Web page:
EBQ:Ultrasound versus Computed Tomography for Suspected Nephrolithiasis
What is the initial imaging method for patients with suspected nephrolithiasis presenting to the emergency room?
- Ultrasound is less sensitive than CT for the diagnosis of nephrolithiasis, but can be used as an initial test for patients with suspected nephrolithiasis
- Ultrasound first as the initial imaging method can result in
- no CT for the most patients,
- lower cumulative radiation exposure
- no significant difference in the risk of subsequent serious adverse events (e.g. pain scores, return ED visits, hospitalizations)
Ultrasound either point-of-care or radiology was associated with a lower cumulative radiation exposure than CT without significant differences in high-risk diagnoses, serious adverse events, pain scores, return emergency department visits, hospitalizations or diagnostic accuracy in patients 18-76 years old presenting to the emergency department with suspected nephrolithiasis.
- Multicenter, pragmatic, comparative effectiveness trial
- 3638 patients were screened
- 3100 eligible
- 2759 patients (89% of eligible patients) underwent randomization with 908 in the point of care ultrasound, 893 to radiology ultrasound and 958 to CT scan
- No significant difference in three groups with respect to gender, age, race, self=report pain score or hospital admission after being seen in the ED
- Past medical history of kidney stones, cancer, diabetes and hypertensioin were not significantly different across the three groups.
- Of note,
- 41.6% had history of kidney stones
- 63.3% had hematuria
- 52.5% had costovertebral- angle tenderness
- Physical exam findings of costoverbetral angle tenderness , right lower quadrant tenderness, left lower quadrant tenderness, murphy’s signs, McBurney’s sign, guarding as well as physicians estimated likelihood of kidney stones were obtained for the three groups with no significant difference.
- Patients were contacted at 3, 7, 30, 90 and 180 days to assess study outcomes
18 to 76 years old who presented to the emergency department with suspected nephrolithiasis who presented to the Emergency room in one of the 12 emergency departments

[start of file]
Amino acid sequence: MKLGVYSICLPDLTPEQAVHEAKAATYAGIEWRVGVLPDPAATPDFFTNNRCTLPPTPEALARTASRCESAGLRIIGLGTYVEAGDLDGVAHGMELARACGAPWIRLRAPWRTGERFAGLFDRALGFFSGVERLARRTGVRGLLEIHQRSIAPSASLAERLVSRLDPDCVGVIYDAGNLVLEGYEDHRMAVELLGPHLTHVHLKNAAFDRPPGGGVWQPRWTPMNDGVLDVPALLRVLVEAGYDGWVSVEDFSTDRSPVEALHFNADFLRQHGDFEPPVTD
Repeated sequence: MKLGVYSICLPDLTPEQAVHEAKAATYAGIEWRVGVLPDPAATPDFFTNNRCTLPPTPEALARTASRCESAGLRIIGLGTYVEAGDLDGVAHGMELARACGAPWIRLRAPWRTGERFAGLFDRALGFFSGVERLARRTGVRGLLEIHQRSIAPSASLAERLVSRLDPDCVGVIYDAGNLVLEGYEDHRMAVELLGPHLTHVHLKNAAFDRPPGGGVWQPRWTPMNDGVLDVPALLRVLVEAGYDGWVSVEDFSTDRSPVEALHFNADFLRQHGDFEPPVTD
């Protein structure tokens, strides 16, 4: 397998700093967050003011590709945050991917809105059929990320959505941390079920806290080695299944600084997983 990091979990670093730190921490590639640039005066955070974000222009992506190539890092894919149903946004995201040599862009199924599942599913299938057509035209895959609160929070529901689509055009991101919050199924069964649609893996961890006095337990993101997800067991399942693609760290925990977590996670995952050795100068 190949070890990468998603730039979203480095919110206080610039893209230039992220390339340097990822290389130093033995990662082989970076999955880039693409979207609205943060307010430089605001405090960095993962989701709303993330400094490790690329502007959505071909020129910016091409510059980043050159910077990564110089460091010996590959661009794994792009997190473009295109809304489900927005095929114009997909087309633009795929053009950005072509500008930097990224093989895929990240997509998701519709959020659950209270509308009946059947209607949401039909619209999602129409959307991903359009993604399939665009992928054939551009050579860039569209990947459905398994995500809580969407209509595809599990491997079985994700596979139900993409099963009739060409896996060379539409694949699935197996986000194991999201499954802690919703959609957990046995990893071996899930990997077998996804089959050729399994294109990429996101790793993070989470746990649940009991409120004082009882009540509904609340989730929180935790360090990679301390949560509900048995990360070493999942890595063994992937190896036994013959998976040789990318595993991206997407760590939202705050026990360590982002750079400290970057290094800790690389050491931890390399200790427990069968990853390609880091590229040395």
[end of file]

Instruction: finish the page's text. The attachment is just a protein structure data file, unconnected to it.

18-76 years of age who reported flank or abdominal pain with ED physician who was planning to order imaging to establish or rule out primary diagnosis of kidney stones
- Patients who the ED physician deemed were at high risk for alternative diagnoses including acute cholecystitis, appendicitis, aortic aneurysm, or bowel disorders
- Pregnant women
- Men more than 129 kg
- Women more than 113 kg
- Single kidney
- History of renal transplant
- Undergoing dialysis
Initial imaging based on randomization with point-of- care ultrasound examinations performed by ED physicians who had training as recommended by ACEP, radiology ultrasound performed in radiology department per guidelines and CT performed according to local standards.
- 30 day incidence of high risk diagnoses (abdominal aortic aneurysm with rupture, pneumonia with sepsis, appendicitis with rupture, diverticulitisi with abscess or sepsis, bowel ischemia or perforation, renal infarction, renal stone with abscess, pyelonephritis with urospesis or bacteremia, ovarian torsion with necrosis or aortic dissection with ischemia) with complications that could be related to missed or delayed diagnosis
- 6 month cumulative radiation exposure (calculated by amount of radiation per CT scan as well as reviewing medical records to see if patient had any repeat radiation exams)
- Serious adverse events (death, life-threatening, required hospitalization, caused persistent or clinically significant diability or required medical, surgical or other intervention to prevent permanent impairment ) 16
- Related serious adverse events –three people analyzed all 466 serious adverse events and rated each on as definitely, probably, possibly related, unlikely to be related, or not related to initial randomization
- Pain (11 point Visual Analogue Scale)
- Return emergency department visits
- Diagnostic accuracy (compared diagnostics to either patient’s personal observation of stone passage or surgically removed)
- Ultrasound has lower sensitivity with greater specificity than CT.
- POC US (Sensitivity, Specificity) (54%, 71%)
- Radiology US (Sensitivity, Specificity) (57%, 73%)
- CT scan (Sensitivity, Specificity) (88%, 58%)
Criticisms & Further Discussion
- No statistical difference based on imaging method for the incidence of high risk diagnosis or related adverse events was low at 0.4% and did not vary based on imaging method
- The ultrasound group had statistically significantly lower mean 6 month cumulative radiation exposure compared to the CT group
- No statistical difference in serious adverse events in all three groups (12.4% of the point of care ultrasound, 10.8% in radiology ultrasound, 11.2% in CT)
- No statistical difference in the average pain score, return emergency department visits, hospitalizations and diagnostic accuracy in all three groups
- Patients in the ultrasonography groups were more likely that those in the CT group to have additional diagnostic testing during the emergency department visit with 40.7 % of the point of care ultrasound group and 27.0% of the radiology ultrasound group to have a CT scan performed. Only 5.1% of the CT group underwent ultrasound.
- Investigators, patients and physicians were not blinded to the study group assignments
- Diagnosis of stone is a very strict definition which was unbiased but some participants might foreget that they passed a stone
Point of care ultrasound was performed by emergency physicians that have had training and certification in ultrasound and this might not be present in all emergency rooms